Evaluate the statement “It is sweet and proper to die for one’s country” in regards to World War One.

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The phrase "dulce et decorum est pro patria mori:"—it is sweet and proper to die for one's country—came originally from the Roman poem Horace. In reference to World War I, the phrase "Dulce et decorum est" is the title of a famous antiwar poem by Wilfred Owen.

Owen argues in the poem that the phrase is a nationalistic lie. Owen calls it "the old Lie" because it has been used for two thousand years to justify warfare.

Owen, who fought in World War I and was killed a week before the war's end, wanted his readers to know that the war was anything but sweet and proper. His poem shows the soldiers as the opposite of classically heroic warriors—they are exhausted, weak, "coughing like hags," dragging, limping, lame, and blind. During a gas attack, a soldier cannot get his gas mask on in time and breathes in the gas fume. He is thrown into a wagon, but his blood:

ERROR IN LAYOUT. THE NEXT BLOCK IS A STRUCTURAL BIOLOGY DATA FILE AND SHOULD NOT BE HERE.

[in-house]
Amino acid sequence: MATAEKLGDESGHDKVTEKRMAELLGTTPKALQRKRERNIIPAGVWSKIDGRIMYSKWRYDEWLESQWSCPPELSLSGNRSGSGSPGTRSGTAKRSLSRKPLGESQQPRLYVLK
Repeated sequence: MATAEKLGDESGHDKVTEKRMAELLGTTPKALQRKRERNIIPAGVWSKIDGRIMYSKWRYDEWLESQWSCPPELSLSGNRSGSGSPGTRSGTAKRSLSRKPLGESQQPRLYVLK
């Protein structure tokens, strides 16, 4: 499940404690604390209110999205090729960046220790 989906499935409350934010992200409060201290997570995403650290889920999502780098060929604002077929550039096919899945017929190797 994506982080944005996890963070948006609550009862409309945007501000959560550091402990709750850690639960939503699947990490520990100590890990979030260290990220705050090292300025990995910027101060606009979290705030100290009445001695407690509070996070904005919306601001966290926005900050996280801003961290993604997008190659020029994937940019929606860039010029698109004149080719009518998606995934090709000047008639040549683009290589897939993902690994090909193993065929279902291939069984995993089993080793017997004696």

Come[s] gargling from the froth-corrupted lungs,
Obscene as cancer, bitter as the cud ..
Owen compares the bitter taste in the dying man's mouth to the lies that justify dying for one's country as glorious.
Owen's critique of World War I expressed what many people felt: that the war, especially the stalemate of trench warfare on the French front, was a horrible mistake. The fighting led to pointless bloodbaths as each side tried to gain ground. Mind-boggling numbers of deaths were caused in the process.
Even before the war was over, a reckoning had begun that Owen was part of. People were wondering how Europeans, who had prided themselves on their advanced level of civilization, had allowed such a terrible war to occur. Many people thought the war was fought for nothing. Many people realized as the war ended that they wanted an end to the nationalist tendencies that had been the impetus for violence.

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